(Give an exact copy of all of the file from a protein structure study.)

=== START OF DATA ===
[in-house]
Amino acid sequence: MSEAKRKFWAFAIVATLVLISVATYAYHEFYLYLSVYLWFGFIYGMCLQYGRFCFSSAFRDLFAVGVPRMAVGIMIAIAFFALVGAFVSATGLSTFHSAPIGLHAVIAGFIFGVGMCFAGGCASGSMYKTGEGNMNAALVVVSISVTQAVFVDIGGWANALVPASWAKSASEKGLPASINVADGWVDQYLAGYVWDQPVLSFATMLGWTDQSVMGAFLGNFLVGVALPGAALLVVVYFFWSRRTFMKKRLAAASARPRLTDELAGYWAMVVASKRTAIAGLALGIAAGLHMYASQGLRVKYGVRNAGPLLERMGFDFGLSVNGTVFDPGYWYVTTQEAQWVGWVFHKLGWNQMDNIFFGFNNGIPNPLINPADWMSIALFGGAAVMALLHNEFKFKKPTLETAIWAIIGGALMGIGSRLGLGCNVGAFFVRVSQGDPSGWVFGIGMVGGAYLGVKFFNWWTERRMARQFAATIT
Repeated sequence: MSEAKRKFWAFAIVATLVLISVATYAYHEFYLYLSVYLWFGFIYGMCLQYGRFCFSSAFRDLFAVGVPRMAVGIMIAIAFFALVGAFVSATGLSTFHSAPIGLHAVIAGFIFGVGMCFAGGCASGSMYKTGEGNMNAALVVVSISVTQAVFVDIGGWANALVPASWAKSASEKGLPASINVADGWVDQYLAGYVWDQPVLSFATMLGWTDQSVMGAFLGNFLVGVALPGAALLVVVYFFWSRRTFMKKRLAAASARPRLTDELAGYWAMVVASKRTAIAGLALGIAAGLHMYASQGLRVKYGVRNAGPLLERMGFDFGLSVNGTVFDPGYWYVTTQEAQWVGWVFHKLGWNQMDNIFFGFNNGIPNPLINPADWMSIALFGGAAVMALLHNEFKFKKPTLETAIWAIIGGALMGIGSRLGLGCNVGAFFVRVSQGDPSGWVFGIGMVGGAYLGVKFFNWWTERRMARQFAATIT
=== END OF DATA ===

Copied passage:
[in-house]
Amino acid sequence: MSEAKRKFWAFAIVATLVLISVATYAYHEFYLYLSVYLWFGFIYGMCLQYGRFCFSSAFRDLFAVGVPRMAVGIMIAIAFFALVGAFVSATGLSTFHSAPIGLHAVIAGFIFGVGMCFAGGCASGSMYKTGEGNMNAALVVVSISVTQAVFVDIGGWANALVPASWAKSASEKGLPASINVADGWVDQYLAGYVWDQPVLSFATMLGWTDQSVMGAFLGNFLVGVALPGAALLVVVYFFWSRRTFMKKRLAAASARPRLTDELAGYWAMVVASKRTAIAGLALGIAAGLHMYASQGLRVKYGVRNAGPLLERMGFDFGLSVNGTVFDPGYWYVTTQEAQWVGWVFHKLGWNQMDNIFFGFNNGIPNPLINPADWMSIALFGGAAVMALLHNEFKFKKPTLETAIWAIIGGALMGIGSRLGLGCNVGAFFVRVSQGDPSGWVFGIGMVGGAYLGVKFFNWWTERRMARQFAATIT
Repeated sequence: MSEAKRKFWAFAIVATLVLISVATYAYHEFYLYLSVYLWFGFIYGMCLQYGRFCFSSAFRDLFAVGVPRMAVGIMIAIAFFALVGAFVSATGLSTFHSAPIGLHAVIAGFIFGVGMCFAGGCASGSMYKTGEGNMNAALVVVSISVTQAVFVDIGGWANALVPASWAKSASEKGLPASINVADGWVDQYLAGYVWDQPVLSFATMLGWTDQSVMGAFLGNFLVGVALPGAALLVVVYFFWSRRTFMKKRLAAASARPRLTDELAGYWAMVVASKRTAIAGLALGIAAGLHMYASQGLRVKYGVRNAGPLLERMGFDFGLSVNGTVFDPGYWYVTTQEAQWVGWVFHKLGWNQMDNIFFGFNNGIPNPLINPADWMSIALFGGAAVMALLHNEFKFKKPTLETAIWAIIGGALMGIGSRLGLGCNVGAFFVRVSQGDPSGWVFGIGMVGGAYLGVKFFNWWTERRMARQFAATIT